By Jim Sabataso
I’ll be honest, at this point I’m pretty much over the zombie genre. “The Walking Dead,” with all its crushing nihilism and gratuitous violence has sucked all the fun out of it for me. Still, I’m a sucker for a good sitcom, so I was willing to give “Santa Clarita Diet” a chance. I’m mostly glad I did.
The new Netflix series created by Victor Fresco stars Drew Barrymore and Timothy Olyphant as Sheila and Joel Hammond, a husband and wife realty team living in suburban California. The Hammonds live a typically humdrum life with their daughter Abby (Liv Hewson) until Sheila unexpectedly falls ill and turns into a zombie. But in a departure from zombie tropes, Sheila is not an ambling, brain-eating corpse. Rather, she maintains her humanity, albeit with less impulse control and an insatiable urge to eat human flesh.
Barrymore brings her trademark bounciness to Sheila. She embraces her new situation with a naive optimism that glosses over its severity. She revels in her newfound confidence — ironically, in death, she has never felt more alive — and for a time, at least, attempts to keep things as normal as possible for her family.
Olyphant stretches his comedic muscles as he plays supportive spouse Joel. His transition from an awe-shucks good guy to an increasingly manic accomplice as he processes everything that’s happening is fun to watch, if somewhat broad at times.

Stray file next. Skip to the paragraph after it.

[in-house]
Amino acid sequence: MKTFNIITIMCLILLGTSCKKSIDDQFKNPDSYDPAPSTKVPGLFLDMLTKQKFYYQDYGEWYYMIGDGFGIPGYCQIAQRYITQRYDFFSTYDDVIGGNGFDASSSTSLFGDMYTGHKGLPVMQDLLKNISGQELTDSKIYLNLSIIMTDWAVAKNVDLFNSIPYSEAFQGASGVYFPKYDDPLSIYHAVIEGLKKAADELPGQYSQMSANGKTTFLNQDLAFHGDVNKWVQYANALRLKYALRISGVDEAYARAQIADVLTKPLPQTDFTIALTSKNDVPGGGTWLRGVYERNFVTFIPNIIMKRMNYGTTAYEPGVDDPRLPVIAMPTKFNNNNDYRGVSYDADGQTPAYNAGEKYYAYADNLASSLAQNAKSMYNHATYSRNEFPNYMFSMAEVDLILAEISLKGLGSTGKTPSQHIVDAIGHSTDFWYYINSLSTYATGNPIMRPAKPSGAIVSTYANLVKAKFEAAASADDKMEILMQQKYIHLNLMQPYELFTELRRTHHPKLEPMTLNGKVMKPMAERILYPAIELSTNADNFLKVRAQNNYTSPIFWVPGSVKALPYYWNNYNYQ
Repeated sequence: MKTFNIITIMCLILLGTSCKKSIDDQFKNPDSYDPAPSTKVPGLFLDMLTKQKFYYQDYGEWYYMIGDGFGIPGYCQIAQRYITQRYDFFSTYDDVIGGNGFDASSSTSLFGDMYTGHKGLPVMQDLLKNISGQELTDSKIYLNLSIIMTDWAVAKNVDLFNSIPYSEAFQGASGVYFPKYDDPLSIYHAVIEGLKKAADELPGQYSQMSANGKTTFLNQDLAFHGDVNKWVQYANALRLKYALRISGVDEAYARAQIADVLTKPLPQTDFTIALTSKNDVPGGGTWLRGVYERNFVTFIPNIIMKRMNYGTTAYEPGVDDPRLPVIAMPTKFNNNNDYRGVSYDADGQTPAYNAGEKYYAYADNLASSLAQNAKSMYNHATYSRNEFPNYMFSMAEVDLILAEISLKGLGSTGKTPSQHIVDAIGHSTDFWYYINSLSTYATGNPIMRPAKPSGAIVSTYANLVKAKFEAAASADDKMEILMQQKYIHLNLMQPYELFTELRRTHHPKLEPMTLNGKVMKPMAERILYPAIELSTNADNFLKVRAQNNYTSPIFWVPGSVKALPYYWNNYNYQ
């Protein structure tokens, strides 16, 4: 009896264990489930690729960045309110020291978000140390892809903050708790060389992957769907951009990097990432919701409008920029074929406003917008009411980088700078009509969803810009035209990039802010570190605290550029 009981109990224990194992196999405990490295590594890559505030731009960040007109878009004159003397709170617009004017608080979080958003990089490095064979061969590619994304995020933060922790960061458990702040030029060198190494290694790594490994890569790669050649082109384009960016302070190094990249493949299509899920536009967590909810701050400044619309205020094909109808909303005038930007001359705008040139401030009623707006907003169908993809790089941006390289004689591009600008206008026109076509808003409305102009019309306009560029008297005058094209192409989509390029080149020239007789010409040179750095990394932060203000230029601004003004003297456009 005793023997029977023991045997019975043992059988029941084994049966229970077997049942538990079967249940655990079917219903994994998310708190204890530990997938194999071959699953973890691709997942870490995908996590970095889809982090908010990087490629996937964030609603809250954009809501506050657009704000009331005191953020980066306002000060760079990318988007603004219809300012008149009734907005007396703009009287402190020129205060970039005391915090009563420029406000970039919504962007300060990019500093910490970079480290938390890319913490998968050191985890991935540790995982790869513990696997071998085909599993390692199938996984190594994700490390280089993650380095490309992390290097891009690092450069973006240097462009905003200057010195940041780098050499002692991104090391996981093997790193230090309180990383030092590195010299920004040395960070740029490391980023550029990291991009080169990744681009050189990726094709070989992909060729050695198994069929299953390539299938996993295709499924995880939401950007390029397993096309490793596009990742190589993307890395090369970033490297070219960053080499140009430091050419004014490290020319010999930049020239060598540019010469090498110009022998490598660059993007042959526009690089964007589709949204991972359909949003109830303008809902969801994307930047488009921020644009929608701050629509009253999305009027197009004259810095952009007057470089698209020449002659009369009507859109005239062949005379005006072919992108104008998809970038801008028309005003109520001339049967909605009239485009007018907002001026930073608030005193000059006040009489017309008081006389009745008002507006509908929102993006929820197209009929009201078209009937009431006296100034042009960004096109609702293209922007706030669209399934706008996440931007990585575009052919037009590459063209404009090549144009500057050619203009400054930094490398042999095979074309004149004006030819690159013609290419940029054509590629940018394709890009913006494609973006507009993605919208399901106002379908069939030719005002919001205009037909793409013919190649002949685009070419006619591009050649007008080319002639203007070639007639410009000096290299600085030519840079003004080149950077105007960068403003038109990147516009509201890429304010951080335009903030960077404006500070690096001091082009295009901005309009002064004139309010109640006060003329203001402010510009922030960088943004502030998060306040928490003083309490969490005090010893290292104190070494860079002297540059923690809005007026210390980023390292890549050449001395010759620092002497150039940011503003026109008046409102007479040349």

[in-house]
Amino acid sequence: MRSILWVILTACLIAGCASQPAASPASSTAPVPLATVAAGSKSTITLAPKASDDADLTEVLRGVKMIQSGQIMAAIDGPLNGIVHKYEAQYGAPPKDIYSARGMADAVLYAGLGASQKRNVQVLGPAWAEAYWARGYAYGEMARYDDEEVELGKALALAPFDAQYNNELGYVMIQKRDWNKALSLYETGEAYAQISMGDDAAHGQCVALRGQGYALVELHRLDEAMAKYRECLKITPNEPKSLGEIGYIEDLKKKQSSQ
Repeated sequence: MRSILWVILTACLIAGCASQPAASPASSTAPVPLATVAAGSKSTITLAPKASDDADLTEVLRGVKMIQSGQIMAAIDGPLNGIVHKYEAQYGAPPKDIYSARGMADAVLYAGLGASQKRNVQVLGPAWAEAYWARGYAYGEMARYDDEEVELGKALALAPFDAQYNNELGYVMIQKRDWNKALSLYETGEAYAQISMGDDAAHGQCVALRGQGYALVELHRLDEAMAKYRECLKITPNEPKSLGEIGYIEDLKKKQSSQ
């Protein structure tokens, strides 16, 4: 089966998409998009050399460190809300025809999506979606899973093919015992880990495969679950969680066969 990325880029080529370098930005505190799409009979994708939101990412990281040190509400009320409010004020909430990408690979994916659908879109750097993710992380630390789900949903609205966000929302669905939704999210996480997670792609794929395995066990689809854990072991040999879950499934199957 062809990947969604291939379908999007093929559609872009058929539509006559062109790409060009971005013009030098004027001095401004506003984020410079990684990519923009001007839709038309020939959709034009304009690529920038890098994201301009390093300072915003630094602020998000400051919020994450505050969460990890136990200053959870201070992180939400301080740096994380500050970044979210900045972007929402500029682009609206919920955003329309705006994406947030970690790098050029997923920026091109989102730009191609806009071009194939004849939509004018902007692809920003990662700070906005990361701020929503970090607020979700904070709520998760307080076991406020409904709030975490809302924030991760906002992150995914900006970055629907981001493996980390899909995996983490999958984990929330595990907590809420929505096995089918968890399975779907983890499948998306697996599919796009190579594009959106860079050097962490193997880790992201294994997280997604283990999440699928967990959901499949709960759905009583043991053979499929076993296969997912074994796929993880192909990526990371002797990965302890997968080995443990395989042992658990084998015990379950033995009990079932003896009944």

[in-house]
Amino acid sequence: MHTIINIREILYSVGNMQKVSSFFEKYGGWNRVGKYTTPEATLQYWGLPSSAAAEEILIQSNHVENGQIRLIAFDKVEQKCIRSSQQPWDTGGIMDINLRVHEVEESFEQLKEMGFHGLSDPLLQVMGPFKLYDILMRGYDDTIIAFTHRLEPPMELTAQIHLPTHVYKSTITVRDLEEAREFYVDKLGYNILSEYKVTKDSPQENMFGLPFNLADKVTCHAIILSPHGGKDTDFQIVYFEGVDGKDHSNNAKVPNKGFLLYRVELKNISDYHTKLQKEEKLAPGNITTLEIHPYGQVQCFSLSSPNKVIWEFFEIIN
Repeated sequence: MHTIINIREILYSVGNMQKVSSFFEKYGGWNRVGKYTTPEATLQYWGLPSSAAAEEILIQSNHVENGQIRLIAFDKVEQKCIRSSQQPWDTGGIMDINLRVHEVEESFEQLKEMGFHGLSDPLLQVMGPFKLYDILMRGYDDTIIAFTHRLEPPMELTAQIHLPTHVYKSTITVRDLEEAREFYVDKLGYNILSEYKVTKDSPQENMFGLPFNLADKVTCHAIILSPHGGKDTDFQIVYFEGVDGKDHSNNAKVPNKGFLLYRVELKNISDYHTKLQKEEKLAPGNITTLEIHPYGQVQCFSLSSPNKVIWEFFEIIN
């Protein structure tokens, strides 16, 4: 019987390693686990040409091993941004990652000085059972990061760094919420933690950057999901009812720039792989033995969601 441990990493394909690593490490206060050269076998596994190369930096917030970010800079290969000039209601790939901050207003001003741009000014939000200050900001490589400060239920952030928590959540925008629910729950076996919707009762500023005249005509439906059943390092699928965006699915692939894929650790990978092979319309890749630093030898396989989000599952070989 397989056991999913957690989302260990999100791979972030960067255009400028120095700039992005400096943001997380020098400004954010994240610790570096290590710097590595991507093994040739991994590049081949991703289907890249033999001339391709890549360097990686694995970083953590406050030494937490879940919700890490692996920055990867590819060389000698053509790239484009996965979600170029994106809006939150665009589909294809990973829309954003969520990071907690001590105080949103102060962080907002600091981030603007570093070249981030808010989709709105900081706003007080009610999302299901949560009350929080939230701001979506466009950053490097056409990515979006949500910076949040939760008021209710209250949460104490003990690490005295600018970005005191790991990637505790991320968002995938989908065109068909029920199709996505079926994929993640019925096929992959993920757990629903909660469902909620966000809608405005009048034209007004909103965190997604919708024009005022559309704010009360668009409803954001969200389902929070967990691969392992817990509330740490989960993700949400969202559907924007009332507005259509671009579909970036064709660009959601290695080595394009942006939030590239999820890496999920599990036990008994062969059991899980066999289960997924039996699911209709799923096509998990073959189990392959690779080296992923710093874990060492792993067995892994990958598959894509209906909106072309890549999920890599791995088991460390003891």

Abby, meanwhile, adjusts to the new status quo by acting out in school and embracing a devil-may-care attitude that mirrors her mother’s absent impulses. She is accompanied by her nerdy next-door neighbor and classmate Eric (Skyler Gisondo), who plays smart-guy troubleshooter to the Hammonds.
As the Hammonds adjust to the demands of life with a zombie, they quickly discover it’s not a pretty sight. Feeding Sheila means getting comfortable with murder and dismemberment. This awkward, comedic transition from white-bread realtors to cold-blooded killers feels similar to early episodes of “Weeds,” which also played with maintaining façades of suburban normalcy.
While all the death makes for some mildly gory scenes, the show doesn’t take all this dark material too lightly. Fresco, who serves as showrunner, has a knack for sun-drenched dark humor. He was also behind the criminally underrated “Better Off Ted,” which parodied soulless corporations with a similar lightness. Here there is a farcical quality that never makes it feel like the stakes are too high.
However, that lack of stakes also makes “Santa Clarita Diet” feel somewhat inconsequential. The first season was charming and breezy, but it almost immediately fades from memory. This is a fun, well-written show that, nevertheless, fails to rise above being mildly amusing.
CHECK IT OUT
The “Santa Clarita Diet” is now streaming on Netflix.